Pardon the digression...
The fundamental question is whether 1/3 = .3333....
I should add something to the remarks I made earlier about hyperreal numbers.
If you make .999... the kind of hyperreal that would put it between 1 and any real number smaller than 1, then you should be consistent and make .333... the kind of hyperreal that would put it between 1/3 and any real number less than 1/3.
In other words, you should define .333... as (.3, ,33, .333, ...). It would then be less than 1/3 by an infinitesimal amount.
In hyperreals, you can actually add and subtract infinitesimals just like normal numbers. (1/30, 1/300, 1/3000, ...) is the hyperreal form of an infinitesimal, as is every sequence of reals that approaches zero in the limit.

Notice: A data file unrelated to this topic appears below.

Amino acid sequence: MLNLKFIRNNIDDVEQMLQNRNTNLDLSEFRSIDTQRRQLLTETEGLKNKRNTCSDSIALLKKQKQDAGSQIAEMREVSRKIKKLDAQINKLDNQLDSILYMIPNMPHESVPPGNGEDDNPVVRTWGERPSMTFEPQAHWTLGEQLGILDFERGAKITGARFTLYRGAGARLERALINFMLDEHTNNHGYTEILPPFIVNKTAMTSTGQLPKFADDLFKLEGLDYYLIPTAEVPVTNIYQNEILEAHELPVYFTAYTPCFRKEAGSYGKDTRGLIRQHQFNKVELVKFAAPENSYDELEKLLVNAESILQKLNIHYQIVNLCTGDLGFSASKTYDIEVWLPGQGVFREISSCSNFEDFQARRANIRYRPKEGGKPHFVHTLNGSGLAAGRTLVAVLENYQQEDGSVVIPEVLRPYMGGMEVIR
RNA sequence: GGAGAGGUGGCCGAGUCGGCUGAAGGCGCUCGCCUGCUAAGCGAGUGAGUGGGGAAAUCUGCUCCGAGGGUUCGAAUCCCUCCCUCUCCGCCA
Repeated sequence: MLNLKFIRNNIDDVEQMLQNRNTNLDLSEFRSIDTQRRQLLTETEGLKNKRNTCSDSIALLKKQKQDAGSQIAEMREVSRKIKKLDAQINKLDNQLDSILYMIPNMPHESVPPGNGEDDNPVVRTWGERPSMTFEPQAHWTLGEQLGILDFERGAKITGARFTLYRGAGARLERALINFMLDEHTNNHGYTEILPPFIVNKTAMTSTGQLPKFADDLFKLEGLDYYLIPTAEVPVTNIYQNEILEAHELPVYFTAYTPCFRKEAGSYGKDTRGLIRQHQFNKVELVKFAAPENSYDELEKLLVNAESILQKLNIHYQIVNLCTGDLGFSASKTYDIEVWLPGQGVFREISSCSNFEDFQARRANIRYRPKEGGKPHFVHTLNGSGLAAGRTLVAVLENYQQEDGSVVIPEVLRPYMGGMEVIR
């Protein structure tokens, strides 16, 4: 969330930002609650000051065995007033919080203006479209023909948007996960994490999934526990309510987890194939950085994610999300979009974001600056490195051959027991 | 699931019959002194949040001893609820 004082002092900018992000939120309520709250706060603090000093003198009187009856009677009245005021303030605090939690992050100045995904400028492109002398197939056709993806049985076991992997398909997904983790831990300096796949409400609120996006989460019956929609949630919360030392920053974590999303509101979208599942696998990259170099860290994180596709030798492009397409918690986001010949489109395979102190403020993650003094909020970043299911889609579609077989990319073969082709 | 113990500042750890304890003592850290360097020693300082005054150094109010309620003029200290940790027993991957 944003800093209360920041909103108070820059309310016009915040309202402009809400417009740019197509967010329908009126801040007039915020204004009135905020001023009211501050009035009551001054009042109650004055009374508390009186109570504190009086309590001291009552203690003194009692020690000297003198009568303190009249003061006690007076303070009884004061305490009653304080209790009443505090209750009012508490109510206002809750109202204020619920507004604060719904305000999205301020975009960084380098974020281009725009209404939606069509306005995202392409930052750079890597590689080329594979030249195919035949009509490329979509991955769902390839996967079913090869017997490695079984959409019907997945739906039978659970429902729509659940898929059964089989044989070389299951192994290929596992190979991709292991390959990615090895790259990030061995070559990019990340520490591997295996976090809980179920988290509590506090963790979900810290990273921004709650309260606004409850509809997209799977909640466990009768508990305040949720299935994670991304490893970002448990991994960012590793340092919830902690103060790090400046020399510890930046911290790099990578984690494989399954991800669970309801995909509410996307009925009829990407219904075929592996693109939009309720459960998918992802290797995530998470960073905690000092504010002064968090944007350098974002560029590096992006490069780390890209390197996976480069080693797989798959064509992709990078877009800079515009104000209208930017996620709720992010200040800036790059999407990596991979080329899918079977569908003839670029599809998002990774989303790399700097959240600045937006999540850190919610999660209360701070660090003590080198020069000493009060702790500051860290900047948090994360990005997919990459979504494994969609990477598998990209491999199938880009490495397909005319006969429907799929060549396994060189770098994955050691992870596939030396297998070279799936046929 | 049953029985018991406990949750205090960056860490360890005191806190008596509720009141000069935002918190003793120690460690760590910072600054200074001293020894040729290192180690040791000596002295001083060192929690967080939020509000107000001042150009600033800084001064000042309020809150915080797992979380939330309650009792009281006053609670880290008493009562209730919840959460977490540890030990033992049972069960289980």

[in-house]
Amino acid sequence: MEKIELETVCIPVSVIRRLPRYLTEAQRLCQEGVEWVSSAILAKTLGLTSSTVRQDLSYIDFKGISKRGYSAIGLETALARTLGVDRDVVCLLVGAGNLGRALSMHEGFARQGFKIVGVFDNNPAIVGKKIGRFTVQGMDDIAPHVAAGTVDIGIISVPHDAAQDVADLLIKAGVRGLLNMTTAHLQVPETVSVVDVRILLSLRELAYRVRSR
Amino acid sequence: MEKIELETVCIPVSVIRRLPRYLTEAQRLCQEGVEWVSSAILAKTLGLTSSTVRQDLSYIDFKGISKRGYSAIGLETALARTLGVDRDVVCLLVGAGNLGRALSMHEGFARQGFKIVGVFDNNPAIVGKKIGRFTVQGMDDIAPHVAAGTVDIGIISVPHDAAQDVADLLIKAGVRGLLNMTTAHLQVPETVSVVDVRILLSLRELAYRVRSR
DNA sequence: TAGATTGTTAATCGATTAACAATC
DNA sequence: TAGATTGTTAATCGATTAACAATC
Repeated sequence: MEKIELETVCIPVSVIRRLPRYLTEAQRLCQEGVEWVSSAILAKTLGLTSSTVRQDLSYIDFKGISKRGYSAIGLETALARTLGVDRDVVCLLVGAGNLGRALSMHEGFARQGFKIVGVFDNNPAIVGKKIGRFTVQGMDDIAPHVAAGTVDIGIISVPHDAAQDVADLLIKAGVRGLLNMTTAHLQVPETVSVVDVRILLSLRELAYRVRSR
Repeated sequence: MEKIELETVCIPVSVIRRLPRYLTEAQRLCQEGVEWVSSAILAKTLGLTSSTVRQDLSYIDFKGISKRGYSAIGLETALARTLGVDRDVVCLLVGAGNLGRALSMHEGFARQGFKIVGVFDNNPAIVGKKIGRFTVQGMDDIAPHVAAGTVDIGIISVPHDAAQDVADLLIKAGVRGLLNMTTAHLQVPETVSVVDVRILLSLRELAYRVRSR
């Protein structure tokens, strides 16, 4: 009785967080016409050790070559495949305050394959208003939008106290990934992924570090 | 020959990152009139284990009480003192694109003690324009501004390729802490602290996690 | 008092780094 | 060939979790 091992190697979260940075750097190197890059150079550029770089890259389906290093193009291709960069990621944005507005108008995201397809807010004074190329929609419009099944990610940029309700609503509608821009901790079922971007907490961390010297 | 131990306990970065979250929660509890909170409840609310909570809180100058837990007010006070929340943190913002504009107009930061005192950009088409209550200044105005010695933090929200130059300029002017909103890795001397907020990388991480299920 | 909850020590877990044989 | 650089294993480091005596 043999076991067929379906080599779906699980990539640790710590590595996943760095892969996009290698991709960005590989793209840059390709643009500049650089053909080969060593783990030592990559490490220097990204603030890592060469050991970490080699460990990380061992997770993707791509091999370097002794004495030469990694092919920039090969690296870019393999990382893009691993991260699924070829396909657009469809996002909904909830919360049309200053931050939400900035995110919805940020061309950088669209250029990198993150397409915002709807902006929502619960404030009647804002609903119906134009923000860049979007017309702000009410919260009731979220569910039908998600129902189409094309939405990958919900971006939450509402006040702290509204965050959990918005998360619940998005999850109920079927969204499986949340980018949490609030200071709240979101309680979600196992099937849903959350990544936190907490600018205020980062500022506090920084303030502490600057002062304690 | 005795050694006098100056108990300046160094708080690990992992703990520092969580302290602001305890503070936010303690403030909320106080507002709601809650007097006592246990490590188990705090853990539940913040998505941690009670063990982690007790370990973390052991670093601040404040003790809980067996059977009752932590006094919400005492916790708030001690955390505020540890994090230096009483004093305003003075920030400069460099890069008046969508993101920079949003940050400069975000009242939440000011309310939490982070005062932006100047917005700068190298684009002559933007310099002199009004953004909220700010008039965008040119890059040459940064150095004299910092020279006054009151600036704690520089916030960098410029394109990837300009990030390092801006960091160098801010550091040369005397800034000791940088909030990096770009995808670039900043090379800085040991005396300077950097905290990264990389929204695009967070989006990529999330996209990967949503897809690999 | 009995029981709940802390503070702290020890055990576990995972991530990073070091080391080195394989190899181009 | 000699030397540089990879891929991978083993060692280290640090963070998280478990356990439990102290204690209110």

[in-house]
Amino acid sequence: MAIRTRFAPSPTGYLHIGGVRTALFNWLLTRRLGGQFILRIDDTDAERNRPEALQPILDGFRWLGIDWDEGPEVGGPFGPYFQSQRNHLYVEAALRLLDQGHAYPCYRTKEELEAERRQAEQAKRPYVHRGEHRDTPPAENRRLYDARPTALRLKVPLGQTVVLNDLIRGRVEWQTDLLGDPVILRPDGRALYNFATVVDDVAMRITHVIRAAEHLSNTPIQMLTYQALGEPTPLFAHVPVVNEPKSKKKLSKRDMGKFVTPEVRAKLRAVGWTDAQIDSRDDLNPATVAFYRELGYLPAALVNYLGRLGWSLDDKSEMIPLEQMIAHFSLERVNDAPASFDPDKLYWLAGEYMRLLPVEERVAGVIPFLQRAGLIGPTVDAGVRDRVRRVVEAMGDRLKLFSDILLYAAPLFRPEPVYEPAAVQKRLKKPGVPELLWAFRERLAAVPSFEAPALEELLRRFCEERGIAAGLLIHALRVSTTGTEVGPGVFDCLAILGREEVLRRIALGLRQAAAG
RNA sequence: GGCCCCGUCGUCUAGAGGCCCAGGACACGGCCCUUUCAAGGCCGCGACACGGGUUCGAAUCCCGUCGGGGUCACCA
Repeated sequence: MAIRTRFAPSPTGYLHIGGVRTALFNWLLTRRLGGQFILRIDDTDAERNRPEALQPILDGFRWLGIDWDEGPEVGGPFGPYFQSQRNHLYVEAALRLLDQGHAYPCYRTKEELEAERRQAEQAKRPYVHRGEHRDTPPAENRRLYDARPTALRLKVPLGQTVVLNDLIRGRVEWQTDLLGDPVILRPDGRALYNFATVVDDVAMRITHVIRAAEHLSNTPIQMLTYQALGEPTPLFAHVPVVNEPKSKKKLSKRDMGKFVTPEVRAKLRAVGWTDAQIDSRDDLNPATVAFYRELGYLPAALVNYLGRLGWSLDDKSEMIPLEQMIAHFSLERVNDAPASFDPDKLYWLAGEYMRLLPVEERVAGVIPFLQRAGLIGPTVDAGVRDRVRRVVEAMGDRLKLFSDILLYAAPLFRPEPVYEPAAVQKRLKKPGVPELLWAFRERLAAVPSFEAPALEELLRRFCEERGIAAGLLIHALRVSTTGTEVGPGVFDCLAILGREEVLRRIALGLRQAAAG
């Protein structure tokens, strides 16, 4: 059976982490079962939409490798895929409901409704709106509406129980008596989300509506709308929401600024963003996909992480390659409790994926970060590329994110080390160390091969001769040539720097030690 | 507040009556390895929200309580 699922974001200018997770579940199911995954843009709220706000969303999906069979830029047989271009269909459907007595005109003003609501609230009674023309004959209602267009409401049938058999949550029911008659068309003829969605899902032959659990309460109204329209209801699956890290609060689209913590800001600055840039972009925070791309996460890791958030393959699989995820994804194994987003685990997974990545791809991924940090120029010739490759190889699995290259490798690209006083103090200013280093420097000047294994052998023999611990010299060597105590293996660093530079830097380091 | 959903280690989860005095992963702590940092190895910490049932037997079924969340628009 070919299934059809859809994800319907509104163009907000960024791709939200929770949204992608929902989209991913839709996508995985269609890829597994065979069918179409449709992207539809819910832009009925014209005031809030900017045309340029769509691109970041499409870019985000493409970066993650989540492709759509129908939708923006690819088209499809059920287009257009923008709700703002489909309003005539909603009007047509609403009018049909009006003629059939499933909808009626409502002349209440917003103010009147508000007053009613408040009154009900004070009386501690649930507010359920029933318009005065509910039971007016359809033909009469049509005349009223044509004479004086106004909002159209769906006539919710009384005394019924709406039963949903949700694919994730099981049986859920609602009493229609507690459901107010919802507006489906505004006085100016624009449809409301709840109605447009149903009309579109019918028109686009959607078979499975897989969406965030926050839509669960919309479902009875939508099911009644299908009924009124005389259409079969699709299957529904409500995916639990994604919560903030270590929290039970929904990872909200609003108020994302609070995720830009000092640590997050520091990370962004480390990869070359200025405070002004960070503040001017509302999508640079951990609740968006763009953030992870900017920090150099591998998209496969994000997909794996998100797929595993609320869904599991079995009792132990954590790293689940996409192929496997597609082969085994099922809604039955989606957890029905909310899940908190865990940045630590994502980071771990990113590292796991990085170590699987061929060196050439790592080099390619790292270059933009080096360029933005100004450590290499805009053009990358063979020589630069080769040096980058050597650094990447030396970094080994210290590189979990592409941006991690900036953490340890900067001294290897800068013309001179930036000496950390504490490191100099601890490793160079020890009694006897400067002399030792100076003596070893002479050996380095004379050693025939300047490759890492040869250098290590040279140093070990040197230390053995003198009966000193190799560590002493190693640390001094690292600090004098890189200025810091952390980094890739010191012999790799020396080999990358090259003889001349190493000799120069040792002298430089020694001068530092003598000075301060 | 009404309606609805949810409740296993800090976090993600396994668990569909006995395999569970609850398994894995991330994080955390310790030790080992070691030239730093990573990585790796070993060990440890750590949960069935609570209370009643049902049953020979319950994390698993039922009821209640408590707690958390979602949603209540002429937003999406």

There is one more thing about hyperreals that ... anyone who cares about them ... should know -- without which you can't really understand how they work. You know that one hyperreal is less than another if all except a finite number of the terms in the sequence of reals that represents the first hyperreal are smaller than the corresponding terms in the sequence of reals that represents the second hyperreal.
So for example (0.9, 0.99, 0.999, ...) < (1, 1, 1, ...),
because 0.9 < 1, 0.99 < 1, 0.999 < 1, etc.
But for any real number x < 1,
(x, x, x, ...) < (0.9, 0.99, 0.999, ...),
because eventually the terms in the second sequence overtake the terms in the first sequence for good
as they rise above x.
So if x were, say, 0.999997, the first five terms in the first sequence would be greater than the corresponding terms in the second. But except for those five, all the terms in the second sequence would be larger than the corresponding terms in the first.
Okay, enough about hyperreals. Back to your regularly scheduled debate...